You’ve put hours, weeks, months, even years of hard work into carefully creating your brand – growing your company into a successful business with a devoted base of loyal customers.
It’s taken dedication. Determination. Probably plenty of dollars too.
You try to embrace new marketing techniques, tactics, and platforms to attract new clients and keep your company evolving.
LinkedIn has been an obvious choice – it’s the number one social networking site for B2B companies.
When it’s used the right way, LinkedIn can help you connect with potential investors, clients, and new employees.
In a post-COVID world, the need for virtual networking on platforms like LinkedIn is more important than ever.
When you make a great impression on LinkedIn, you can make serious progress.
But, just as you can enhance and promote your brand on LinkedIn, you can easily damage it by posting the wrong thing too.
There are certain unwritten rules about what you can and can’t post – and today, we’re going to guide you through the types of posts you should never put on LinkedIn and what you should be posting instead.
What not to post on LinkedIn:
1. Political views
For the love of all things holy – do not post about politics on your LinkedIn profile. That goes for both your personal and your company profiles.
There’s a reason why many successful companies are apolitical. If they take one side over another, it could alienate a serious amount of potential customers.
2. Anything that puts down another company
Regardless of whether they’re competitors or not, make sure your LinkedIn posts never target other companies.
Try to keep all your content on LinkedIn as positive as possible. Reach the top position in the market by helping others up – not pushing others down to get there.
3. Incorrect information
Unfortunately, we’re in the age of fake news.
You can’t take anything at face value – always double-check any (and all) facts you use in your posts. Don’t give people any reason to doubt your company’s experience and services.
4. Spelling mistakes and grammatical errors
Some people may think spelling and grammar mistakes aren’t the end of the world – but they do leave a bad impression on a prospect.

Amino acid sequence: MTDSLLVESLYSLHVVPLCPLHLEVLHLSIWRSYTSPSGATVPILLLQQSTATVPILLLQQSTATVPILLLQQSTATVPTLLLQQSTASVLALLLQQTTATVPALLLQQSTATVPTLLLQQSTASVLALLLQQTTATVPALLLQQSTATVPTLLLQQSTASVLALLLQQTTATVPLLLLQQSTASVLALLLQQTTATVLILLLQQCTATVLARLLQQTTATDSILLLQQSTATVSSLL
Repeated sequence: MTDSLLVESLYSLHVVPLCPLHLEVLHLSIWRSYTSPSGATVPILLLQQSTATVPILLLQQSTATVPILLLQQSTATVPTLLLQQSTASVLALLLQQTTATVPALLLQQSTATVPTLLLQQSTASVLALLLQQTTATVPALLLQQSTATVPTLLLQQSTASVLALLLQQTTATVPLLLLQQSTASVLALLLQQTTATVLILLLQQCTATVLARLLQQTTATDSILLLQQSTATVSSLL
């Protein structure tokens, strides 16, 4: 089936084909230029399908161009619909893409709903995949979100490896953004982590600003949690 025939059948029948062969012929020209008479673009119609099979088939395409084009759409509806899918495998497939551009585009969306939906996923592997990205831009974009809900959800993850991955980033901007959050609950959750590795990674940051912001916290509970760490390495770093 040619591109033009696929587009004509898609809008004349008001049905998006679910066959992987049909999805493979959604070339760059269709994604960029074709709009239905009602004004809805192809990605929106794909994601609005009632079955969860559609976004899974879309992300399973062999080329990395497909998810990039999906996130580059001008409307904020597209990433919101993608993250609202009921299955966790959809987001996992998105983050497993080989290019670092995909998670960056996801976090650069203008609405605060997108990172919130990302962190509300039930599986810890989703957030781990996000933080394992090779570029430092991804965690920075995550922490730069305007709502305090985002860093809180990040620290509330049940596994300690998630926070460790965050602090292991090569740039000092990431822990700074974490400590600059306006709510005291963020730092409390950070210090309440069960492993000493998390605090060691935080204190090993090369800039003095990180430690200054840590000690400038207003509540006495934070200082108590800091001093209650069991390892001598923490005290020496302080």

All posts should be checked for errors and be easy to read.
5. Sales pitches
Your company is in business to make sales. However, LinkedIn is neither the time nor the place to make sales.
Many companies opt for ‘sales pitch’ posts. You’ve probably seen some that explain a service or feature offered by another company.
Chances are you scrolled right past it.
What should you post on LinkedIn?
1. Insightful Questions
Asking interesting and insightful questions to your feed on LinkedIn will help get engagement from your connections (if you didn’t already know, people love to share their opinions online).
Mix it up a bit, don’t use bland-ass questions everyone else is asking – stand out! Get the conversation going.
Not only will you spark up discussions, but you’ll also get more exposure to people outside of your network (LinkedIn will show connections-of-connections that the mutual connection is commenting on your stuff).
You never know where a question might lead until it’s answered – whether that’s a new way of thinking or a new lead.
2. Industry News & Research
By posting about industry news and new research/new tech/new products/you get the idea, you’re showing your connections you’re up-to-date and in-touch.
If your company knows all the latest tricks of the trade, then you’re going to be top of the hiring list when it comes to potential clients – no one wants to work with someone using machinery and techniques from 20 years ago.